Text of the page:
Dr Ane Ogbe

Person wearing glasses and smiling watching confetti rain down in front of her in a woodland settingUniversity of Oxford

Twitter: @aneogbe


Theme 2: Protective Immunity

I'm investigating the T cell driven primary and protective immune response to SARS-CoV-2.

Why and when did you become interested in studying immunology?

I have always been fascinated by infectious diseases and how the body deals with them. Immunology for me is like swimming in this pool of discovery with real-life impact. Getting answers to why some people succumb to some diseases while others get better? Can we improve on nature by re-organising the ‘soldiers’ and priming them for response?


What inspires you?

Seeing how important what I do is for maintaining the integrity of the human body. The COVID-19 pandemic has reinforced this for me, and I wake up thankful that I can follow my passion.


What are your challenges?

The lack of job security and constant grant/paper rejections can be depressing. Academia can sometimes be too competitive with people working more against each other than collaboratively. Being a minority female in academia also comes with its challenges including a lack of mentorship and representation and trying to succeed in an environment not well structured or diverse enough for us. 


What skills have you gained from outside academia that you use in your research?

Empathy (for self and others) and humour. Being a human face to my colleagues and laughing it off has made my job more rewarding and dry spells easier to cope with. I garden a fair bit too so that has taught me patience.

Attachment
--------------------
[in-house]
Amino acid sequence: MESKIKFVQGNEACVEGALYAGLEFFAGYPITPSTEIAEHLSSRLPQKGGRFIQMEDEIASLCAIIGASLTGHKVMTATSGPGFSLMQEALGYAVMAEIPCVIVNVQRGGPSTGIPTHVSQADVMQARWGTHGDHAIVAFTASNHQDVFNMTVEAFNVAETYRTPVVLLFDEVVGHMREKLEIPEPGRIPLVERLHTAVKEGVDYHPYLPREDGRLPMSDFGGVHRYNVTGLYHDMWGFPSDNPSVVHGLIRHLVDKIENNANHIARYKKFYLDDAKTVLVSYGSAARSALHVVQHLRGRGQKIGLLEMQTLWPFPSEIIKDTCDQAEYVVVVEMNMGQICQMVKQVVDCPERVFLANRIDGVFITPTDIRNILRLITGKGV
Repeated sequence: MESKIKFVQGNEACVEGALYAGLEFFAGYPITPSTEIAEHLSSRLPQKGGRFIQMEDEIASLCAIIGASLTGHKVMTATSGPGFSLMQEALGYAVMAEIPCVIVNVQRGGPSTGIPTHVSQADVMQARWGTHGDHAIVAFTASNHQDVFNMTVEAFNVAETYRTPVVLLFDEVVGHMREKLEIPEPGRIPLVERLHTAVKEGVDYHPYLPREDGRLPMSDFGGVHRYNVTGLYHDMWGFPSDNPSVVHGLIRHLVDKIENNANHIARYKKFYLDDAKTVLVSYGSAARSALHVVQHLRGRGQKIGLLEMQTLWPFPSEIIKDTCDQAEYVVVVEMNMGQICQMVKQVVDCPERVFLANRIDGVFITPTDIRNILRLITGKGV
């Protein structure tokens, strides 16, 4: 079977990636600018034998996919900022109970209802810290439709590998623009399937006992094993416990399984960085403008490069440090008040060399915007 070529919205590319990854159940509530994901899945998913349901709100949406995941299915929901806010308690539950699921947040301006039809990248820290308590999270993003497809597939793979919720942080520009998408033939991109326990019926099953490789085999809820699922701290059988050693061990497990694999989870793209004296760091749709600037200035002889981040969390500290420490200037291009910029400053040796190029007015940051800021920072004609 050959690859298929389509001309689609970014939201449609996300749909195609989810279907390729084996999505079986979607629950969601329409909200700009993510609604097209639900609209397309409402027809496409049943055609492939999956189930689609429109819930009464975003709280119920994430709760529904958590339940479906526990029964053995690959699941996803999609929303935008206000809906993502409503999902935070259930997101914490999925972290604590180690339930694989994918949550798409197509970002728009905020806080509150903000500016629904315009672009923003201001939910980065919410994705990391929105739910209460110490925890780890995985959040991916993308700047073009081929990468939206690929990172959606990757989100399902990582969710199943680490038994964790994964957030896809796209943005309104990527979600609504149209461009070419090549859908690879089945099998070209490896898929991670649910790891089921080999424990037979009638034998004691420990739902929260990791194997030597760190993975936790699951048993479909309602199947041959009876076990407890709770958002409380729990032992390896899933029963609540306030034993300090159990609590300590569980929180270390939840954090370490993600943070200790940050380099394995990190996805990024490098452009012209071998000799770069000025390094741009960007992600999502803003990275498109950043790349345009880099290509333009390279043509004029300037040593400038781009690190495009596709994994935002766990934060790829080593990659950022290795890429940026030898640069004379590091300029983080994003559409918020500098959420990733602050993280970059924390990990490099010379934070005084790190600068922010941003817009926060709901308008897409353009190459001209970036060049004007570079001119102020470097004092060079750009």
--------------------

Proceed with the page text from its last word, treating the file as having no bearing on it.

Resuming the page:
What is your passion outside of research?

Outside of work I seek things that are of a slower pace. I garden and have more than a few houseplants that I take care of. I am also a listening volunteer at Samaritans which I find very rewarding. When I can (or my partner convinces me to) I go for long hikes. Other times I watch mindless TV shows like 'Married at First Sight Australia' (it’s so good!). I recently took up painting too which is challenging but relaxing.


What does your average week look like?

My week is a mix of meetings and lab work. It gets very busy in the lab and we can be in there for ages doing various experiments or sorting out logistics for the next experiment. I also try to make time during the week for reading, data analysis and admin. The weeks feel too short but by Friday, I am completely exhausted.


What did 2020 mean to you?

2020 was the year that showed me the importance of what my colleagues and I do. I saw the strength of the collaborative model of science and the passion of scientists all over the world. We came together and did brilliant science at breakneck speed. We were all so tired, but we just kept going and what we achieved was inspirational.


What has been your most shared social media post of the pandemic?

I don’t remember, there have been a few but maybe the one where I may or may not have invented a T cell activation day (March 28th – 03/28) – I can’t believe people didn’t know this. I gained a few followers after this, so I guess I’m cool now.